Hysom crammed the unfinished sandwich into his leather pouch and with a stealth that was almost impossible for one of his size he crept towards the thicket from which the sound had emanated. Assuring himself that the traveler was alone and not in any condition to confront him, Hysom announced himself and entered the clearing to investigate further.
A dying campfire separated him from a quivering lump of blanket. When he again greeted the inhabitant of the blanket he was answered by a hacking cough followed by a pain-filled moan.
“Hysom…is that you?” a weak voice whispered to him from underneath the blanket.
Hysom crossed the clearing in two large strides and knelt next to the shivering figure. “Zeno! You’re free…how?”
“Water…please…” begged the sick man.
Hysom swung his water skin off of his shoulder and held it to Zeno’s cracked lips, letting the older man take his fill of the cool liquid.
Taking a breath that was just a little too deep, hurting his chest in the process, he replied, “I escaped too, that same night you did. One of your group died. I was afraid it was you.”
“Nah, boss. It was Tyric. He got it in the back on his way out the gate,” Hysom replied.
Zeno took in the information and nodded. “I’m glad it wasn’t you. Have you found Iolaus yet?” he asked before being wracked with another coughing spasm.
“No boss, but that’s why I’m here. I’m sure he’s got to be at this lake with Hercules. It’s the only place they’d be that I can think of,” Hysom replied.
“I was afraid I would die before I could get a warning to Iolaus. Now I can rest a bit easier. Thank you for that Hysom. Go now. Warn him,” Zeno painfully whispered before he collapsed back onto the cold ground.
“I’m not going to leave you here Zeno. It’s only another mile or two to the lake. There are some warm caves there and I can get a good fire going and work on that fever of yours. There are some herbs around here that’ll help,” Hysom told the sick man. Then he kicked dirt on the dying campfire, picked up the mildly protesting older man and prepared to carry him the rest of the way to the lake.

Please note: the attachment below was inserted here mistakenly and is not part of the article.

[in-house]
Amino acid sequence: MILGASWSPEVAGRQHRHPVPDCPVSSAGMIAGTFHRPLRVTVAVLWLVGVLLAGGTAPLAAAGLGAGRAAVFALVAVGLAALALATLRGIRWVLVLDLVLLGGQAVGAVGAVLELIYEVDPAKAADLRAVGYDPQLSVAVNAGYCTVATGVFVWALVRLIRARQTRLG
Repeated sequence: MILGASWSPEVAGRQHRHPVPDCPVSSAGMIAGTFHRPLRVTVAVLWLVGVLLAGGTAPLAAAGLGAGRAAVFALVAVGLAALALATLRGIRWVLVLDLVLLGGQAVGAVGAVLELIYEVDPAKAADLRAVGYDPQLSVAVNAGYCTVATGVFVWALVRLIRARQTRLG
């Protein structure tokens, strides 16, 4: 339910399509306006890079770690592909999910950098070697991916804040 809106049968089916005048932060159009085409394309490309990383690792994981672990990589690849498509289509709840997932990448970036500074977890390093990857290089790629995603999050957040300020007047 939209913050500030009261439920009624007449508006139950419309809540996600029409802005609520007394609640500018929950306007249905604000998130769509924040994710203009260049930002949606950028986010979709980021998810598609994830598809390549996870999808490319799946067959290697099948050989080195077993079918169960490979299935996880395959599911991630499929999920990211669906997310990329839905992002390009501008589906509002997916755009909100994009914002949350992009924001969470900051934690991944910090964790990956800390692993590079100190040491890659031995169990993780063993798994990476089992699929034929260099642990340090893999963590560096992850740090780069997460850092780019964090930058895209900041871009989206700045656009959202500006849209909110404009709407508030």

The laughing voices of the two heroes could be heard long before Hysom took the final few steps out of the forest and onto the sandy patch of dirt that led down to the lake.
“Hercules…please help…” Hysom gasped then sank to his knees before he could make it to where the demigod and his partner sat tending their fishing lines. The mines had aged Zeno considerably and he was much thinner that when they’d first begun their imprisonment, but Hysom believed that the old man’s bones must have been made of iron because he felt as if he weighed a ton.
Hercules jumped up and ran to the exhausted man who still protectively clutched the body of another in his strong arms. Iolaus followed immediately behind his friend, a look of dawning recognition on his face, as he got closer to the intruders.
“He’s one of Zeno’s men,” Iolaus told his partner in a low voice as they made their approach.
“How’s that possible?” Hercules wondered.
“Thank the gods I’ve found you,” Hysom cried out as Hercules relieved him of his burden.
Iolaus looked down into the face of the unconscious man in his partner’s arms and he gasped “Zeno!”
Zeno stirred in Hercules’ arms. “Iolaus…danger…” he whispered through fever-cracked lips. Then clutching at the blond’s vest with powerless fingers he kept repeating the word ‘danger.’
“Hysom…what’s this all about?” Iolaus asked turning his attention to the larger man who remained on his knees in the sand. Seeing that the big man was too parched to respond, Iolaus helped him take his fill from the water skin that was slung across his broad shoulders.
“Thanatos…it’s Thanatos. He’s escaped and he’s sworn to kill you,” Hysom said.
Hercules head shot up and he searched the tree line for any imminent signs of danger.
“Not now,” Hysom assured them. “Thanatos is hiding out in the forest right outside Nemea, about a good five hour walk from here. He sent out scouts to try to find you. I’m one of them, but I’ve come to warn you instead. Zeno wanted me to warn you…” he looked directly at Iolaus as he said those last words.
Iolaus returned to Hercules’ side and Zeno again grabbed for him. “They’ve escaped. I had to get warning to you…owed you,” the older man whispered. “Don’t let them get the money…they’ll be too difficult to stop with the money…Thessaly…danger…”
Uttering the word ‘danger’ one last time, Zeno fell back into unconsciousness.
“Iolaus, he’s burning up,” Hercules advised his best friend.
“And he’s been coughing up a storm. Might be he’s got the lung fever that killed a bunch of men down in the mines,” Hysom advised. “I was going to bring him to one of the caves, warm it up for him and give him some herbs that grow around here.”
“We’re here to help you Hysom. Show us where the caves are and I’ll help you get a fire started. Iolaus…”
“Way ahead of you, Herc. I’ll catch us something to make a strong broth with. Leave some kind of a trail so I can find my way to the caves, will ya?” and saying that, Iolaus made his way towards the forest to rustle up some meat.
While Hercules built the fire and Iolaus skinned and prepared the rabbits for cooking, Hysom told his story. He recounted for the heroes and Zeno the tale of their escape from the mines, Thanatos’ plan for finding Zeno’s hidden loot, and for killing Iolaus. The former crook told them of his loyalty to Zeno and how surprised he had been when he came to find the older man in the forest, unaware that he had also escaped the mines.